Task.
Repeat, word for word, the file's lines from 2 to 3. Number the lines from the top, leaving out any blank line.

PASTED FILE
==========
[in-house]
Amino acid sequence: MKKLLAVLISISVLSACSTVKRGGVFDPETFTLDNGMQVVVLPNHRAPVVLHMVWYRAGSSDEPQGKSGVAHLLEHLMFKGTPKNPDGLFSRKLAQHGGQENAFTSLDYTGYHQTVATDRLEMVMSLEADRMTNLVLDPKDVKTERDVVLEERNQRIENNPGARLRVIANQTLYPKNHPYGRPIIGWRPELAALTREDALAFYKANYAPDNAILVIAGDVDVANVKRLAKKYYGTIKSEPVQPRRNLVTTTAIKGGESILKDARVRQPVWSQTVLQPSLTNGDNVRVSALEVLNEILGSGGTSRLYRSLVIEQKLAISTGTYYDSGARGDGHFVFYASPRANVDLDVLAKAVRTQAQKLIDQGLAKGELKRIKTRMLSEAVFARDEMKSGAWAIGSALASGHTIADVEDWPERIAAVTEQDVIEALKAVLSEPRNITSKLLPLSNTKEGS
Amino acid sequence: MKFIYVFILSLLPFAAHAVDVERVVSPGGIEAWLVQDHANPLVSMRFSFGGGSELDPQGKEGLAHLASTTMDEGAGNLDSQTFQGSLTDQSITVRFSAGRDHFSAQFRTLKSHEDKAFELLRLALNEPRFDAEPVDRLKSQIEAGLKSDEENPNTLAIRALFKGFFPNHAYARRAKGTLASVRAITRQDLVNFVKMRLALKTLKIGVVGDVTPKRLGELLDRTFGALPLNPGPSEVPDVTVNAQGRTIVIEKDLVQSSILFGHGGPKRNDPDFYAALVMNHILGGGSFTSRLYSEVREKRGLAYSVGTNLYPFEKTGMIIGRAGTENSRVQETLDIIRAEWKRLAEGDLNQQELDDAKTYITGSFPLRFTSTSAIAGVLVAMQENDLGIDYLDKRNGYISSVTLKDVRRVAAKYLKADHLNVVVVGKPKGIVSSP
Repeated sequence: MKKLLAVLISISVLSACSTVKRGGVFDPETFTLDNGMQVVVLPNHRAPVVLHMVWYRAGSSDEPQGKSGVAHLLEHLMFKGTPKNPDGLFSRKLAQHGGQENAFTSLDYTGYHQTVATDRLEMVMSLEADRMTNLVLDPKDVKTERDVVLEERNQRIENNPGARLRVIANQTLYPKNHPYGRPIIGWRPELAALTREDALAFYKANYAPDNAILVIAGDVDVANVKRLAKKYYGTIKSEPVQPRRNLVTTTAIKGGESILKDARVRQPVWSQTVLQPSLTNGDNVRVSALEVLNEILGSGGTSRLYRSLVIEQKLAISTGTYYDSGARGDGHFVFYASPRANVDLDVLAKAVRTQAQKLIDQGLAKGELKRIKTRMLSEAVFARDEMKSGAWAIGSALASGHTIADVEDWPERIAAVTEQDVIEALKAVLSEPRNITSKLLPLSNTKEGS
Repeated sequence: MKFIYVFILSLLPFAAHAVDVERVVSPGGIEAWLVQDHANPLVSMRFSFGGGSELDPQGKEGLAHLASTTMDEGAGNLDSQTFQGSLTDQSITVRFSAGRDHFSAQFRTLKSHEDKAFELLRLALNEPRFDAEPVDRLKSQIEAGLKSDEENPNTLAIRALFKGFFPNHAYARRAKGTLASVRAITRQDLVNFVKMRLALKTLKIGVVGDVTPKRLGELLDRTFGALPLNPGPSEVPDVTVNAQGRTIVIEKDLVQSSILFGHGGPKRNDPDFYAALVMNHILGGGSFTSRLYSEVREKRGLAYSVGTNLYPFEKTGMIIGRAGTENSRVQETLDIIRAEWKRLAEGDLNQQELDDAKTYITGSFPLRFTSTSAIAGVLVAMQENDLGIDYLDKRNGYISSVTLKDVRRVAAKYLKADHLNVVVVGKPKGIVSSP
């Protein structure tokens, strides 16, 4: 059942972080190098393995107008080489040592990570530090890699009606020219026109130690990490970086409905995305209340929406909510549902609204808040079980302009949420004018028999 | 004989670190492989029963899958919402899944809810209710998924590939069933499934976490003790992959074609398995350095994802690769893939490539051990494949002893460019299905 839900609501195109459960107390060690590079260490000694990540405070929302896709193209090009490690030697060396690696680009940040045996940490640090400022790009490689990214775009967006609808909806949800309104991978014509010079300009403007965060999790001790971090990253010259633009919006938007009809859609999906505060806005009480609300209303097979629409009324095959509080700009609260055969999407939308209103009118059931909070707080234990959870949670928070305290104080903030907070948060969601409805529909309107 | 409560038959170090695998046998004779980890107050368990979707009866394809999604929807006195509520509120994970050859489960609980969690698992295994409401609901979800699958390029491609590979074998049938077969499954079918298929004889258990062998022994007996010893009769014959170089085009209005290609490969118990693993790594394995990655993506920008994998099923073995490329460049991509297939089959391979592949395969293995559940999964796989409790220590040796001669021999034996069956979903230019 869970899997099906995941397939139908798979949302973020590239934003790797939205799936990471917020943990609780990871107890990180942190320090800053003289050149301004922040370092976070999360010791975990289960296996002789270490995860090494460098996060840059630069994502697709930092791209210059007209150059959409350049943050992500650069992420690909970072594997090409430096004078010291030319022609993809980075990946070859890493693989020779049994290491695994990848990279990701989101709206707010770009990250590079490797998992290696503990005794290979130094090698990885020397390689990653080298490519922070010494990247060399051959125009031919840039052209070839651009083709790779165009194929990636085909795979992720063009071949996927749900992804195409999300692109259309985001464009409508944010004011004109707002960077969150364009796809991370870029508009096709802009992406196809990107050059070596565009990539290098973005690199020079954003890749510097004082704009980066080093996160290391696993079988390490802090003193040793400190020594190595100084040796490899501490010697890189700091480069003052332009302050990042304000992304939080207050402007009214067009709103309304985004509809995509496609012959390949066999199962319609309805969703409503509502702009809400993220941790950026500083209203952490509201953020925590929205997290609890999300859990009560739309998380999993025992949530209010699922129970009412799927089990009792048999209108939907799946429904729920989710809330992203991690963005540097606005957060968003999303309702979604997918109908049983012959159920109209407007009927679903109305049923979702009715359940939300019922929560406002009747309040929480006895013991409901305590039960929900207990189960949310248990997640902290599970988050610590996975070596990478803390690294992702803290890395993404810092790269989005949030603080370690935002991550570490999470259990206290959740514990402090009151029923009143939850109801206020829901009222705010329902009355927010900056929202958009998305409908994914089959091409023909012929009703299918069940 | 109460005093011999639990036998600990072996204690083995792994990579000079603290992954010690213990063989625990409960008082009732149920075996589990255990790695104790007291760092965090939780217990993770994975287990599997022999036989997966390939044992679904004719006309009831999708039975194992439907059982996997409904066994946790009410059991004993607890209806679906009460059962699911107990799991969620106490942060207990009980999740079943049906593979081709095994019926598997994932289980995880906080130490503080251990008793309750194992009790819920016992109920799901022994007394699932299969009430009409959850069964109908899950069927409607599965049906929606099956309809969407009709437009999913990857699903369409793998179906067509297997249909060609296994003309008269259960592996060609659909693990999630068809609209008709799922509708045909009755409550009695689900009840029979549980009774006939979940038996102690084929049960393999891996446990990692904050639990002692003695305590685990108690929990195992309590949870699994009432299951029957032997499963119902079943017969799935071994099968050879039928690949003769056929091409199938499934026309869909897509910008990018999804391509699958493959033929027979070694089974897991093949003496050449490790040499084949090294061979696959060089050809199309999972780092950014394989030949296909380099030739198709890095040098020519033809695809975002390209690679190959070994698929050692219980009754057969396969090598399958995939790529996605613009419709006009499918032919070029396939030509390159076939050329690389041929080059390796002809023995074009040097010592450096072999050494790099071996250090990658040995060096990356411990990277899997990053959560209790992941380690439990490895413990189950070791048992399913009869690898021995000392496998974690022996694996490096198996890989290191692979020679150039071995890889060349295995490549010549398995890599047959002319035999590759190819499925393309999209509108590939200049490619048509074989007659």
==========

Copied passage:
Amino acid sequence: MKKLLAVLISISVLSACSTVKRGGVFDPETFTLDNGMQVVVLPNHRAPVVLHMVWYRAGSSDEPQGKSGVAHLLEHLMFKGTPKNPDGLFSRKLAQHGGQENAFTSLDYTGYHQTVATDRLEMVMSLEADRMTNLVLDPKDVKTERDVVLEERNQRIENNPGARLRVIANQTLYPKNHPYGRPIIGWRPELAALTREDALAFYKANYAPDNAILVIAGDVDVANVKRLAKKYYGTIKSEPVQPRRNLVTTTAIKGGESILKDARVRQPVWSQTVLQPSLTNGDNVRVSALEVLNEILGSGGTSRLYRSLVIEQKLAISTGTYYDSGARGDGHFVFYASPRANVDLDVLAKAVRTQAQKLIDQGLAKGELKRIKTRMLSEAVFARDEMKSGAWAIGSALASGHTIADVEDWPERIAAVTEQDVIEALKAVLSEPRNITSKLLPLSNTKEGS
Amino acid sequence: MKFIYVFILSLLPFAAHAVDVERVVSPGGIEAWLVQDHANPLVSMRFSFGGGSELDPQGKEGLAHLASTTMDEGAGNLDSQTFQGSLTDQSITVRFSAGRDHFSAQFRTLKSHEDKAFELLRLALNEPRFDAEPVDRLKSQIEAGLKSDEENPNTLAIRALFKGFFPNHAYARRAKGTLASVRAITRQDLVNFVKMRLALKTLKIGVVGDVTPKRLGELLDRTFGALPLNPGPSEVPDVTVNAQGRTIVIEKDLVQSSILFGHGGPKRNDPDFYAALVMNHILGGGSFTSRLYSEVREKRGLAYSVGTNLYPFEKTGMIIGRAGTENSRVQETLDIIRAEWKRLAEGDLNQQELDDAKTYITGSFPLRFTSTSAIAGVLVAMQENDLGIDYLDKRNGYISSVTLKDVRRVAAKYLKADHLNVVVVGKPKGIVSSP